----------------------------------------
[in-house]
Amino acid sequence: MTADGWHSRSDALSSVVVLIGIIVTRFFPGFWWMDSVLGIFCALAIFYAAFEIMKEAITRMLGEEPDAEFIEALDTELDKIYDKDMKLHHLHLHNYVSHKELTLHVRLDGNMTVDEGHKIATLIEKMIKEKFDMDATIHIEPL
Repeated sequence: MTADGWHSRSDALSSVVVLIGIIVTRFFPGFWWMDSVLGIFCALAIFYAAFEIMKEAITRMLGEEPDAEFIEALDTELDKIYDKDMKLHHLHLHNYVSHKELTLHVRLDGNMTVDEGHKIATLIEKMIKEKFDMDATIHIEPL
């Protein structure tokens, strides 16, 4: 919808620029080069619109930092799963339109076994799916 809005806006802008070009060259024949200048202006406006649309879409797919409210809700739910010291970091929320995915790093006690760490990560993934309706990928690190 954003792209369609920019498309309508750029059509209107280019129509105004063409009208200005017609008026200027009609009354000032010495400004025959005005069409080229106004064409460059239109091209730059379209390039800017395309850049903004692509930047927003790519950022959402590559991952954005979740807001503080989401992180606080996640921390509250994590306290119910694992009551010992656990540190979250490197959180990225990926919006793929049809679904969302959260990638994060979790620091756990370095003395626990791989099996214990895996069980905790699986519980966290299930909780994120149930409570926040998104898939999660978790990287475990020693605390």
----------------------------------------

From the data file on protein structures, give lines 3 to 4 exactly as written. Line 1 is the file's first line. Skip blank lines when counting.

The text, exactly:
Repeated sequence: MTADGWHSRSDALSSVVVLIGIIVTRFFPGFWWMDSVLGIFCALAIFYAAFEIMKEAITRMLGEEPDAEFIEALDTELDKIYDKDMKLHHLHLHNYVSHKELTLHVRLDGNMTVDEGHKIATLIEKMIKEKFDMDATIHIEPL
């Protein structure tokens, strides 16, 4: 919808620029080069619109930092799963339109076994799916 809005806006802008070009060259024949200048202006406006649309879409797919409210809700739910010291970091929320995915790093006690760490990560993934309706990928690190 954003792209369609920019498309309508750029059509209107280019129509105004063409009208200005017609008026200027009609009354000032010495400004025959005005069409080229106004064409460059239109091209730059379209390039800017395309850049903004692509930047927003790519950022959402590559991952954005979740807001503080989401992180606080996640921390509250994590306290119910694992009551010992656990540190979250490197959180990225990926919006793929049809679904969302959260990638994060979790620091756990370095003395626990791989099996214990895996069980905790699986519980966290299930909780994120149930409570926040998104898939999660978790990287475990020693605390």